I wish someone would write an article on using the crankshaft pulley marks for timing. The problem is that there is no mark for the 2500rpm position, like the optimum spot for the "ball" position.

That could solve the issue once and for all. Although, aligning the mark on the pulley while turning the distributor may be difficult unless you have very long arms.

73 Inka Tii #2762958

Link to comment
Share on other sites

crank pulley is super easy.  you just need an adjustable advance timing light.  instead of having the "ball" in a certain postion, you just dial in the advance in the timing light, aim it at the tdc mark, rev to desired rpm and spin the dizzy to match.

 

and don't need a second person. just use the idle adjust screw to raise the "idle" to desired rpm.

Edited by mlytle

2xM3

Link to comment
Share on other sites

It was just a crazy idea. Caffeine will do that and Paul you are correct it would be a chance to involve the whole family in "car stuff".

 

I have turned my engine over by hand and saw the little ball so I know it exists.  One thing I am not clear about: is the ball TDC or does it show the factory recommended advance?  TR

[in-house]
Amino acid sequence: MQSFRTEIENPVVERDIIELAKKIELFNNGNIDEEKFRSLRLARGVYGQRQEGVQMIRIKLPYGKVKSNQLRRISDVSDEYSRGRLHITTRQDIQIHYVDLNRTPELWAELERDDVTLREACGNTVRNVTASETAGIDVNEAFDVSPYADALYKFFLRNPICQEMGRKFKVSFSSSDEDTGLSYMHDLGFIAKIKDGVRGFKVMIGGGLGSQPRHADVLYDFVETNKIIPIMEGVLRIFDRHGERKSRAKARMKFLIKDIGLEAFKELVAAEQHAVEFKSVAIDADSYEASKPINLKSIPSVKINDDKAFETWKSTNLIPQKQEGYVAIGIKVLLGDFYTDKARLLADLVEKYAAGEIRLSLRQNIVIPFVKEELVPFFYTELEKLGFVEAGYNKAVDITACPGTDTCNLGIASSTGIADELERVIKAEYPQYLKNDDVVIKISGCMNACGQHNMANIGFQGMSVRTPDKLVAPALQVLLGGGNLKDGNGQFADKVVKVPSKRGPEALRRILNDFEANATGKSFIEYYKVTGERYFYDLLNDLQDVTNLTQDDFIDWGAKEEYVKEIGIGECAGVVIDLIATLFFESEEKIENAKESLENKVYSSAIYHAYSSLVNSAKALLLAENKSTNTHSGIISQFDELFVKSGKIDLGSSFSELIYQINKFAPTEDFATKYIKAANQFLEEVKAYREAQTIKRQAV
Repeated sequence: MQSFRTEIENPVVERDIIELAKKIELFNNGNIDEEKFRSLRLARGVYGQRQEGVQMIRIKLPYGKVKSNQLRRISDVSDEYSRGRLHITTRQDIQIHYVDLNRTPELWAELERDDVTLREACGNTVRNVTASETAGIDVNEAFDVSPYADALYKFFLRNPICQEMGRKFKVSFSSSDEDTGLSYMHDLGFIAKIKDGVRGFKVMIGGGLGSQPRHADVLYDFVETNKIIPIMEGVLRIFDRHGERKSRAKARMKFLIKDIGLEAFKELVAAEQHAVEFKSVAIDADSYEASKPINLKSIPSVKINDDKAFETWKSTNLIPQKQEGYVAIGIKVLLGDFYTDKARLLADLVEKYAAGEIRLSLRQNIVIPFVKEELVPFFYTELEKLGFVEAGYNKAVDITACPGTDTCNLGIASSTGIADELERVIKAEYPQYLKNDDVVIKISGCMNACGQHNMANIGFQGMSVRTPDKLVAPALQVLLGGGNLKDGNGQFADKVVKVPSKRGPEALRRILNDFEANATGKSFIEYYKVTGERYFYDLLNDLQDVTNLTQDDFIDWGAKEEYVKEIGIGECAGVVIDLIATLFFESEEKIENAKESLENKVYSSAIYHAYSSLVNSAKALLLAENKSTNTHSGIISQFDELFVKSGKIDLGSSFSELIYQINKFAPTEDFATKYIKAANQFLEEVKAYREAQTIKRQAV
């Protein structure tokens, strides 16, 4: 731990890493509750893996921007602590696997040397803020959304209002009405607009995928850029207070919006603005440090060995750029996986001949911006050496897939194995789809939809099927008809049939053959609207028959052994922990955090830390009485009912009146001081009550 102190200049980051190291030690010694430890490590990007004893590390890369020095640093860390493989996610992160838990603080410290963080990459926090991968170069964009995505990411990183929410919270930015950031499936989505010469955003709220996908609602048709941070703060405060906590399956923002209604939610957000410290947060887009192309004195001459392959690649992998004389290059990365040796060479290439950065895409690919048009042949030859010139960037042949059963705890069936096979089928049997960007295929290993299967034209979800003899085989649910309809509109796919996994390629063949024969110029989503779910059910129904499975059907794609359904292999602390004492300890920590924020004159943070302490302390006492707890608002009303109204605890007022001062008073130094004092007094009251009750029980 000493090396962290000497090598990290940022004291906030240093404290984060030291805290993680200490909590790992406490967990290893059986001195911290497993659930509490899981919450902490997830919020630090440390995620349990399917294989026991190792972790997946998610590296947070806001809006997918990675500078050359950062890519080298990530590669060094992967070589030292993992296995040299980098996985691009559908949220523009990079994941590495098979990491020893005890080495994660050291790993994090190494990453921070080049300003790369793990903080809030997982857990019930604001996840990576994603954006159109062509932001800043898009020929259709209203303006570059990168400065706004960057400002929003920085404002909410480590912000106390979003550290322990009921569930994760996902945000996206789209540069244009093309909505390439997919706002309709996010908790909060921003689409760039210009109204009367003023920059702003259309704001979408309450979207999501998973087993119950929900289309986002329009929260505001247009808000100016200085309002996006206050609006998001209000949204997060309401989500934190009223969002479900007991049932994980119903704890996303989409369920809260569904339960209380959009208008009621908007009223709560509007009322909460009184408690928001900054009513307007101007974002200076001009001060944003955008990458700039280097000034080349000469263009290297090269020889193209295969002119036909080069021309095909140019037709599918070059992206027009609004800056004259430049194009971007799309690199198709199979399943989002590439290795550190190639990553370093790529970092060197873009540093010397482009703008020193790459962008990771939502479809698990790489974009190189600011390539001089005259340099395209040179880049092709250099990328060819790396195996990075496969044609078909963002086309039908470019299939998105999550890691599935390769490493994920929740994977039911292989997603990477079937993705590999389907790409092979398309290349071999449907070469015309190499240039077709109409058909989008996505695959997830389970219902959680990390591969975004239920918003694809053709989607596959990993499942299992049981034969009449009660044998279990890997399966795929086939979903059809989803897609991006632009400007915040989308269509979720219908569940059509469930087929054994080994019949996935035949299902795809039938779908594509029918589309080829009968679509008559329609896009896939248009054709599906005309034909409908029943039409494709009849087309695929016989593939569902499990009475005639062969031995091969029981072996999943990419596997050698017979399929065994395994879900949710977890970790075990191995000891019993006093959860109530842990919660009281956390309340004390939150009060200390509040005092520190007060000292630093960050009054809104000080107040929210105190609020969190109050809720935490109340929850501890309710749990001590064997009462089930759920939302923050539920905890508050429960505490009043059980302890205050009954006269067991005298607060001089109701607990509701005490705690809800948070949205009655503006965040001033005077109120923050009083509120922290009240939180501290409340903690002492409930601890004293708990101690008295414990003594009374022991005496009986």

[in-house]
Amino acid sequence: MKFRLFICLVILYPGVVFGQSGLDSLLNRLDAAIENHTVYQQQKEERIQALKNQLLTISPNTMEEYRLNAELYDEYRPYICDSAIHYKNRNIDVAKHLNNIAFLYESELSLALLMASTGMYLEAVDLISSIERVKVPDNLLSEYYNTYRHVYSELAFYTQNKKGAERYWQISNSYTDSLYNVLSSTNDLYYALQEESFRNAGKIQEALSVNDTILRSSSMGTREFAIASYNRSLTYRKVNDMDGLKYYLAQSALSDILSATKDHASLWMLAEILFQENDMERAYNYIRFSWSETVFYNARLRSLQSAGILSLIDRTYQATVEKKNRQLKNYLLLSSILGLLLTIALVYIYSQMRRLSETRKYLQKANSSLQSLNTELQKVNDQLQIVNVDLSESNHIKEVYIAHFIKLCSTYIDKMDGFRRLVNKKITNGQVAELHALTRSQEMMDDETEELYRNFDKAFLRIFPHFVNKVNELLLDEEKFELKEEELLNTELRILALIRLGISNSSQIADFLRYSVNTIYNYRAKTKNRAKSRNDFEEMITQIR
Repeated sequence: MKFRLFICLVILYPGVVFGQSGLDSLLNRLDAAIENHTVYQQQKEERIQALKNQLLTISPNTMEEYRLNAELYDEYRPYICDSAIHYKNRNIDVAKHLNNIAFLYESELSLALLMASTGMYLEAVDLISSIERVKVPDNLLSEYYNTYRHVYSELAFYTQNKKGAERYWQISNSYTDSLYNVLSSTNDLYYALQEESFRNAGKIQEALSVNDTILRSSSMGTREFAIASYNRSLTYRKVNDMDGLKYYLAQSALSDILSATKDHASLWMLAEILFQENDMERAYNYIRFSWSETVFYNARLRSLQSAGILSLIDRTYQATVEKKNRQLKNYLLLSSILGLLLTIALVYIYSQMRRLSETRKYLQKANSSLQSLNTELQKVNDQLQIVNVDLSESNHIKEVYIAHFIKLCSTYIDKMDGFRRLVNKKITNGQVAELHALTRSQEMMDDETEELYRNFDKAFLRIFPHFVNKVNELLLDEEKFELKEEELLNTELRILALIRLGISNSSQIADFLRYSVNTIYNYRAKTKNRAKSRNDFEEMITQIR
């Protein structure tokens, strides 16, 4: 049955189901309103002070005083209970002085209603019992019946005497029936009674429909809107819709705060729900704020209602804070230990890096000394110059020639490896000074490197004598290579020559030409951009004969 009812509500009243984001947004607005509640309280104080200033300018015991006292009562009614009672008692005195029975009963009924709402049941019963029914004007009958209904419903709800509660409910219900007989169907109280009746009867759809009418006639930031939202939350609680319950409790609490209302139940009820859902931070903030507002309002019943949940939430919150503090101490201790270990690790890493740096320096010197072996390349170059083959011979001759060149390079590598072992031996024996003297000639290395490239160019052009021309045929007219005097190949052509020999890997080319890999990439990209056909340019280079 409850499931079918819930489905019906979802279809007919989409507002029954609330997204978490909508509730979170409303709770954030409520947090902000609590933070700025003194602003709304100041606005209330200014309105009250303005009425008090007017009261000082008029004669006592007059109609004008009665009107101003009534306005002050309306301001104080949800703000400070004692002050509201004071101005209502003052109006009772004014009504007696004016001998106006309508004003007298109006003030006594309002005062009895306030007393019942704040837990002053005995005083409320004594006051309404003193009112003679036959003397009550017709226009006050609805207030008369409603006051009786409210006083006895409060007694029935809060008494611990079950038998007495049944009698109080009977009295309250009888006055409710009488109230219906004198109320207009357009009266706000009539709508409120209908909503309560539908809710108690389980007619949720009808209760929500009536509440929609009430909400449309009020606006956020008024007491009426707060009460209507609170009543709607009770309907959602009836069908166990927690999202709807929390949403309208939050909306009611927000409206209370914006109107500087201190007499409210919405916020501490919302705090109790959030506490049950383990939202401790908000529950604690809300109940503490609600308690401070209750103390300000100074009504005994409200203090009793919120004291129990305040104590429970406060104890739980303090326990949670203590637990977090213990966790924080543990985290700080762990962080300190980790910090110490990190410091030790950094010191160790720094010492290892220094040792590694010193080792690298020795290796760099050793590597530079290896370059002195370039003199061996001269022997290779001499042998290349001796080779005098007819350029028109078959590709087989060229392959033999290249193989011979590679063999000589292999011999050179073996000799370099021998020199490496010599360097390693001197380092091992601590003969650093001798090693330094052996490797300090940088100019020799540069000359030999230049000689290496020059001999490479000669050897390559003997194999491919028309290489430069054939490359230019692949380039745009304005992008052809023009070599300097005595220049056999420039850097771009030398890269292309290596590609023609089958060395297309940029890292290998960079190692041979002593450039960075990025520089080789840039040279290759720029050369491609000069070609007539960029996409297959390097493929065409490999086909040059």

'71 MGB - sold   '74 2002 - sold

'89 XR4Ti - sold  '94 Miata R Package - sold

'73 tii - restoration project - sold

Link to comment
Share on other sites

One thing I am not clear about: is the ball TDC or does it show the factory recommended advance?  TR

 

Recommended advance. TDC is the line with the Z next to it, as I recall.

 

Though my european books say 1450 rpm +/- 25, I think. Non tii, that is.

Edited by GreenSwede

Ola Gustafson
Sweden
-------------------
1975 Taiga Euro 2002 3685483 - Weber 38/38 DGMS - Pertronix Ignitor - H&R Cup Kit - TEP headers and Simons 2" sport exhaust - 3.91 LSD.

Link to comment
Share on other sites

Just paint the ball, and you'll see it better.  I used red paint first (and did a sloppy job of it), so then I put a yellow spot right on the ball itself in  the center of my red blob.  Perfect!  Much easier to see than all the other shiny metal spinning around in there.